Healthcare providers across Europe are taking a cautious approach towards the process, according to medical aid organisation the National Association of Councils for the Care of the Elderly (NCCE).
“In the most recent NEPA Report for Carer Information, usage of the service is low, and the decline in usage is showing little sign of slowing down,” said NCCE in a report.
That state of affairs is likely to extend into 2019.
In 2010, the EU Council of Ministers made obligatory the re-seeding of social care by-products, such as corticosteroids or neutraceuticals.
Many health practitioners are anxious about an influx of patients who are allergic to corticosteroids in the midst of a genuine flare-up, and who are unlikely to be up to taking medication for the rest of their lives.
And the issue of guaranteeing that people are put in the right environments with the correct treatment has proved far more complex than initially anticipated.
Currently, patients have to prove that they are allergic to the substances to begin the process of re-seeding the pharmacy shelf.
But people with asthma and allergies to mucus allergies – and to an earlier point, to exposure to exercise and air pollutants – already have access to the appropriate healthcare professionals.
Access to treatments is protected by the Health and Social Care Act and by an agreement between the European Commission and the member states.
An open letter to ministers from the UK, signed by some 26 doctors’ leaders in UK primary care earlier this year, has raised concerns about the lack of information on re-seeding guidelines for a lack of clarity on how to access and use the service.
This is despite the MoHS reform legislation having approved funds for re-seeding of minor substances back in 2015.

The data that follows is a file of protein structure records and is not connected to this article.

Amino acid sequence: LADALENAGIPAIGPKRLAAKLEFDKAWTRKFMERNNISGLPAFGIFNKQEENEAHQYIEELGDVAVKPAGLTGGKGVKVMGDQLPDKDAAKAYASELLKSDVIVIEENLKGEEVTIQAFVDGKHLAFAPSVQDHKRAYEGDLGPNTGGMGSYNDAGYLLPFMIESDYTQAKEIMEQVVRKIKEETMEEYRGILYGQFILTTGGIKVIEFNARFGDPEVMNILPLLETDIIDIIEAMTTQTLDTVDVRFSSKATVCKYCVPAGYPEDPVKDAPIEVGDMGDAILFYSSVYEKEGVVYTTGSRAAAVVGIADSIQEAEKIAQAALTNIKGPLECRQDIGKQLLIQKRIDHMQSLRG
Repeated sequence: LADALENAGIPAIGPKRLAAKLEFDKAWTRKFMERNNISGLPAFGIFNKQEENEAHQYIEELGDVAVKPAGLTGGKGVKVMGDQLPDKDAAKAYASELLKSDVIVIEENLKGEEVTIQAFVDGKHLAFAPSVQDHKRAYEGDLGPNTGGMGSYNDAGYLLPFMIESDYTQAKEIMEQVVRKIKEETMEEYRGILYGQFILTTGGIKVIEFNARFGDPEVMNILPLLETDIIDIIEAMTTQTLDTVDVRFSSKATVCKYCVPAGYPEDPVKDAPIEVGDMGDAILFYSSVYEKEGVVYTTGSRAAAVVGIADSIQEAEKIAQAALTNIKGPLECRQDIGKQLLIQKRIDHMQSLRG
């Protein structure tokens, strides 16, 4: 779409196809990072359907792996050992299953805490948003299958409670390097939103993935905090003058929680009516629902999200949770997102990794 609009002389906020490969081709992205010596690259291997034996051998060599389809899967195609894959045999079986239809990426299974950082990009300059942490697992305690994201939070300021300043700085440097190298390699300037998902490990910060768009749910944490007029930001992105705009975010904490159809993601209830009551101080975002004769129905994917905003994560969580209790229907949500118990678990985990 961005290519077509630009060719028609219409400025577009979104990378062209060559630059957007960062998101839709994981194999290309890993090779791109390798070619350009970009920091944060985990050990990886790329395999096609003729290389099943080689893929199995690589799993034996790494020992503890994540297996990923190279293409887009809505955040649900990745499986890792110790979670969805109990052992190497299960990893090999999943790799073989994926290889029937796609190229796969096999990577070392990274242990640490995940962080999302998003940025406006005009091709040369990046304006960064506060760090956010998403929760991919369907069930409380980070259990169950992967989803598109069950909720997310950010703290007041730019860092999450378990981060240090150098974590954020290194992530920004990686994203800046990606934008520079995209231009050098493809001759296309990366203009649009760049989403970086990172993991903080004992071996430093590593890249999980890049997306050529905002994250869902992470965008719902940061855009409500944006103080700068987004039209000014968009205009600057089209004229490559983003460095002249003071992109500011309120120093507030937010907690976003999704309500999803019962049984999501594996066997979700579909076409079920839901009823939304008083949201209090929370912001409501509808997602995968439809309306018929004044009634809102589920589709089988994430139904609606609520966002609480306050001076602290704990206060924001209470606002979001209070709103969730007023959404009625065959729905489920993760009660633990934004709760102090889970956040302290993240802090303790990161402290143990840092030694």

A spokeswoman for the UK National Health Service told BBC News in July that the targets on re-seeding of health conditions should be met by the end of this year.
As yet, no firm statement on this has been forthcoming.
There has also been no clear action on what to do about the neglect of staff through a reluctance to spend millions on the process.
Just 10 percent of UK NHS pharmacies are using the practice, largely due to concerns about the cost.
The charity Allergy UK has reported that there is now less than a quarter of a million people taking care of themselves at home instead of going to the emergency department for treatment.
The benefits of home-care are also being masked by the bigger picture of a lack of funding to support communities where services are required most, and by the lack of funds for nurse assessments or to help pharmacy staff to process all the prescriptions.
Nowhere are the forces affecting the UK’s health and social care system as apparent as in our homes.
The public sector watchdog the Care Quality Commission is currently investigating as many as 50 organisations in a round of inspections that it believes has cut and cut and cut – sometimes using inbreeding to save money – while poorly performing organisations continue to churn out dissatisfied patients.
Sick bed attendances are up across the NHS, and referral rates to accident and emergency units across England have increased by 25 per cent since 2013.
Meanwhile, funding for home care has more than halved since 2012.
All too often, we are told to plug that funding gap by ignoring the urgent need for these professionals – places where the lives of vulnerable patients and relatives could be immeasurably improved.